A thought for World Humanitarian Day

This year’s World Humanitarian Day falls as two major international emergencies make news headlines.

As a result of the 7.2 magnitude earthquake in Haiti, 1,400 people have lost their lives, nearly 7,000 are injured and hundreds more are still missing. Emergency responses are now being hampered by Tropical Storm Grace which has dumped more than 25 cms of rain over the areas hardest hit by the quake.

And in Afghanistan the humanitarian community is bracing itself for a long-term catastrophe, with thousands attempting to flee the country as the Taliban tighten their grip. 390,000 people have been displaced since the start of the year and 9.4 million people are in need of assistance. All of us will have seen the terrible footage of events at Kabul airport and devastated infrastructure in Haiti and no one is underestimating the size and gravity of the challenges ahead.

It is also true that humanitarian agencies tend to rise to the big challenges. Year in, year out, they are successful in reaching crisis-affected communities in situations where the odds are stacked against them. A small part of this success is due to the improvements made in learning from past emergencies and applying them in new responses.

Key lessons from the 2010 Haiti Earthquake include articulating recovery strategies from day one and customising responses not only on needs but also on context and local capacities, and these should help guide the current response.

Even the most devastated communities and governments retain capacities and it is important to slow down and allow meaningful engagement following from the immediate phases. These lessons and more can be found in our Earthquakes section and in the ALNAP Lessons Paper Responding to earthquakes.

Afghanistan presents a different set of challenges including access and protection, human rights and humanitarian diplomacy. We know from past experiences that there are no easy answers to these complex issues but there are still learning resources available including lessons and experiences from Syria and several practical guides on humanitarian diplomacy and protection, for example.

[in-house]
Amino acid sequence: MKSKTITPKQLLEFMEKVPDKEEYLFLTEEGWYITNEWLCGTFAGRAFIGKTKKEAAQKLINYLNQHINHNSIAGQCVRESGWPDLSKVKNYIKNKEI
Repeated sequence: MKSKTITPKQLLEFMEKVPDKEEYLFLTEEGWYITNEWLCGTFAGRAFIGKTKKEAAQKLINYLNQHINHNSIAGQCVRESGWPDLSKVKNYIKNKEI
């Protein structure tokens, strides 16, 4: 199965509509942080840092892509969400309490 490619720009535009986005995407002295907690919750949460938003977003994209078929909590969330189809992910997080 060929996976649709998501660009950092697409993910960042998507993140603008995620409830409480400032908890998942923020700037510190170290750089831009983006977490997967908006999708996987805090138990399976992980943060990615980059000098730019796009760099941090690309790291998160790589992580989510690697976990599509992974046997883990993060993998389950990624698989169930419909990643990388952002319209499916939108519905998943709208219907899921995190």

One of the biggest impediments to applying lessons in Afghanistan will inevitably be the fragile security situation. The country has been consistently amongst the top five most insecure contexts for aid workers and remains one of the most violent places to operate in, with an all-time number of aid attacks higher than any other country. More broadly, the latest Aid Worker Security Database figures show that 475 aid workers were the victims of major attacks in 2020 worldwide:108 had been killed, 242 wounded and 125 kidnapped.   

"Amid the noise and blanket media coverage, World Humanitarian Day can also provide us with a moment for reflection."

Amid the noise and blanket media coverage, World Humanitarian Day can also provide us with a moment for reflection. Many of us will have been involved, or know colleagues who have witnessed situations where humanitarian workers have been attacked, injured or killed. No humanitarian agency is spared this kind of trauma and, largely out of respect for the privacy of the victim’s family and friends, they do not come to light in the same way as other aspects of our lives. Our deepest sympathies and condolences go to those directly affected as the painful knock-on effects are also felt by many other people.

Many humanitarian workers will respect a minute’s silence on 19 August to remember those humanitarians that have risked and sacrificed their lives in providing succour and care to the most vulnerable people affected by disasters and conflict around the world. And then, as always, they will bravely face the challenges ahead.

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